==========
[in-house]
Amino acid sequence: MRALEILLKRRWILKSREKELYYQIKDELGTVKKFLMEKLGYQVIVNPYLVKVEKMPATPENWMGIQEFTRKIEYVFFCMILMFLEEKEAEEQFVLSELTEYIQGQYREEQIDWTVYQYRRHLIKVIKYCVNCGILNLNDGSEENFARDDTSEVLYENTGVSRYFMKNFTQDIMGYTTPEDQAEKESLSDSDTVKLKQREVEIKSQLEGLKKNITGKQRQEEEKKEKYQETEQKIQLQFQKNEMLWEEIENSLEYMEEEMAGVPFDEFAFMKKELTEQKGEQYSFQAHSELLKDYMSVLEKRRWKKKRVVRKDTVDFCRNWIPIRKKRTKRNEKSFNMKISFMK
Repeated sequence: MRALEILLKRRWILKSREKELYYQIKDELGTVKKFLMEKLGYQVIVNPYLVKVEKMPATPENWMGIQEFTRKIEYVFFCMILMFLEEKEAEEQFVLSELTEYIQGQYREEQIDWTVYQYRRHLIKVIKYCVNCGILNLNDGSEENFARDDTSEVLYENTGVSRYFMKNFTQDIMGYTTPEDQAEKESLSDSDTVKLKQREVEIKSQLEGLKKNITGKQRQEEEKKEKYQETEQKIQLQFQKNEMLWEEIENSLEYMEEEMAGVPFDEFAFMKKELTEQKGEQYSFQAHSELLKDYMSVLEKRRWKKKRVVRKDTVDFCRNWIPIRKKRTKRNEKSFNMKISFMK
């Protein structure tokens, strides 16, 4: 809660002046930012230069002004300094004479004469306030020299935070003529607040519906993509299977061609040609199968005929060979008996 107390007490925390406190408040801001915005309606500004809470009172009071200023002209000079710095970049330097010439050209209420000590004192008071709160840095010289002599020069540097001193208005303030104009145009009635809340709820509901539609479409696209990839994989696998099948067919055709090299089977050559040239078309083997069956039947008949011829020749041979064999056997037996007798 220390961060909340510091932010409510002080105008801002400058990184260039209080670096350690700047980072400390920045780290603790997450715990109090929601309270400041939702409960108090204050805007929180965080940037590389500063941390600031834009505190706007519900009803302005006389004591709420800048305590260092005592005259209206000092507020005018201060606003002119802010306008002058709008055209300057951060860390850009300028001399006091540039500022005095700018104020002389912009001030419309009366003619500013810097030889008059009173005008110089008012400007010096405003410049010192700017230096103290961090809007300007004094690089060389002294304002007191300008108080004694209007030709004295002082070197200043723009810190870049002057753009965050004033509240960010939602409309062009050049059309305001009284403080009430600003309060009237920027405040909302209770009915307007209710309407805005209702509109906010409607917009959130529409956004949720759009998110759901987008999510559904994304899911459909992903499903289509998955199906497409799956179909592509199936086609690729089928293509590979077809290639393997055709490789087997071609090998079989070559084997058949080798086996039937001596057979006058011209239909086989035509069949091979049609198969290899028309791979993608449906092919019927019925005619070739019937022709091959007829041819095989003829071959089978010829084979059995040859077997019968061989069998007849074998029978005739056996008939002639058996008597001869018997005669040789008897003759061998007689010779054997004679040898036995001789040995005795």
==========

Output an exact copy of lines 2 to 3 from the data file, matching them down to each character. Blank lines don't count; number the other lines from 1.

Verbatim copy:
Amino acid sequence: MRALEILLKRRWILKSREKELYYQIKDELGTVKKFLMEKLGYQVIVNPYLVKVEKMPATPENWMGIQEFTRKIEYVFFCMILMFLEEKEAEEQFVLSELTEYIQGQYREEQIDWTVYQYRRHLIKVIKYCVNCGILNLNDGSEENFARDDTSEVLYENTGVSRYFMKNFTQDIMGYTTPEDQAEKESLSDSDTVKLKQREVEIKSQLEGLKKNITGKQRQEEEKKEKYQETEQKIQLQFQKNEMLWEEIENSLEYMEEEMAGVPFDEFAFMKKELTEQKGEQYSFQAHSELLKDYMSVLEKRRWKKKRVVRKDTVDFCRNWIPIRKKRTKRNEKSFNMKISFMK
Repeated sequence: MRALEILLKRRWILKSREKELYYQIKDELGTVKKFLMEKLGYQVIVNPYLVKVEKMPATPENWMGIQEFTRKIEYVFFCMILMFLEEKEAEEQFVLSELTEYIQGQYREEQIDWTVYQYRRHLIKVIKYCVNCGILNLNDGSEENFARDDTSEVLYENTGVSRYFMKNFTQDIMGYTTPEDQAEKESLSDSDTVKLKQREVEIKSQLEGLKKNITGKQRQEEEKKEKYQETEQKIQLQFQKNEMLWEEIENSLEYMEEEMAGVPFDEFAFMKKELTEQKGEQYSFQAHSELLKDYMSVLEKRRWKKKRVVRKDTVDFCRNWIPIRKKRTKRNEKSFNMKISFMK